The Strategic Data Project (SDP) and the Kentucky Department of Education (KDE) collaborated on the SDP College-Going Diagnostic—a set of policy-relevant analyses that track Kentucky public school students’ graduation from high school through enrollment and persistence in college. This interactive report highlights the key findings from this research collaboration and is designed to facilitate exploration across important student characteristics.
Recent investigations into the education production function have moved beyond traditional teacher inputs, such as education, certification, and salary, focusing instead on observational measures of teaching practice. However, challenges to identification mean that this work has yet to coalesce around specific instructional dimensions that increase student achievement. I build on this discussion by exploiting within-school, between-grade, and cross-cohort variation in scores from two observation instruments; further, I condition on a uniquely rich set of teacher characteristics, practices, and skills. Findings indicate that inquiry-oriented instruction positively predicts student achievement. Content errors and imprecisions are negatively related, though these estimates are sensitive to the set of covariates included in the model. Two other dimensions of instruction, classroom emotional support and classroom organization, are not related to this outcome. Findings can inform recruitment and development efforts aimed at improving the quality of the teacher workforce.
In an effort to promote college enrollment and degree completion, the state of Tennessee has invested a student-centric, technology-based blended learning model of high school mathematics instruction, The Seamless Alignment and Integrated Learning Support (SAILS).
The SAILS program provides high school seniors likely to require math remediation in college with coursework equivalent to college-level developmental education classes. Eligible students who complete the program are able to satisfy math require-ments for high school graduation and, upon postsecondary matriculation, to enroll directly in credit-bearing coursework toward a college degree.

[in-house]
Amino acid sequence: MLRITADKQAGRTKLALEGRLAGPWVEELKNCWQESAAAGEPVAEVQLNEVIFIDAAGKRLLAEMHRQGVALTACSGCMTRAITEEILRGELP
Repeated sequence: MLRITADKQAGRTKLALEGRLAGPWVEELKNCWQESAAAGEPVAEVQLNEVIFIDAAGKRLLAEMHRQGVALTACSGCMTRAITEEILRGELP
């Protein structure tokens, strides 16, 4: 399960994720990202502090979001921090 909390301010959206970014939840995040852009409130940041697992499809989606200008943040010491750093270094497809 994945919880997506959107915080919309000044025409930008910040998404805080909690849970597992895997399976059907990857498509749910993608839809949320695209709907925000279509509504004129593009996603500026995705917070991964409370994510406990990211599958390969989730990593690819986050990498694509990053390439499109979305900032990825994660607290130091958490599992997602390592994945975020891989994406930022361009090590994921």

Researchers at the Center for Education Policy Research at Harvard University and Vanderbilt Peabody College of Education are partnering with the SAILS Program and Tennessee state leadership to conduct an evaluation of SAILS. Using a range of quantitative and qualitative research methods, the study will examine the impact of participation in SAILS on students’ short- and long-term outcomes and investigate the mechanisms by which the program may promote students’ postsecondary success.
This case illustrates how the work of leaders and analysts in the Delaware Department of Education (DDOE) and the agency’s partnership with the Strategic Data Project (SDP), a program of the Center for Education Policy Research at Harvard University, created momentum for statewide policy change. By exploring Delaware leaders’ use of data and analytics to challenge assumptions and inform the development of better policies and practices, the case illustrates the importance of leadership, analytic and technical competency, and strategic partnerships when leading education reform. The case specifically highlights the power of human capital analytics to diagnose the current status of Delaware’s educator pipeline, from preparation through development and retention, and how effectively communicating with these analyses built coalitions of support and drove a culture of data use at both the state and district level. Download the case study [SDP website]
New observation instruments used in research and evaluation settings assess teachers along multiple domains of teaching practice, both general and content-specific. However, this work infrequently explores the relationship between these domains. In this study, we use exploratory and confirmatory factor analyses of two observation instruments - the Classroom Assessment Scoring System (CLASS) and the Mathematical Quality of Instruction (MQI) - to explore the extent to which we might integrate both general and content-specific view of teaching. Importantly, bi-factor analyses that account for instrument-specific variation enable more robust conclusions than in existing literature. Findings indicate that there is some overlap between instruments, but that the best factor structures include both general and content-specific practices. This suggests new approaches to measuring mathematics instruction for the purposes of evaluation and professional development.
The Strategic Data Project (SDP) designed the College-Going Diagnostic to inform state and district leaders about high school graduation, college enrollment, and persistence rates; and to identify potential areas for action to increase student achievement in high school, preparedness for college, and postsecondary attainment. In 2012, the New York State Education Department (NYSED) and SDP launched an initiative to assess student attainment in New York State public schools, and identified a set of questions to understand how first-time ninth-grade students in New York State public schools progress through high school and into college. The interactive graphics supporting the findings in this brief are designed to promote deeper engagement with the analysis through data exploration. View the interactive report on the SDP website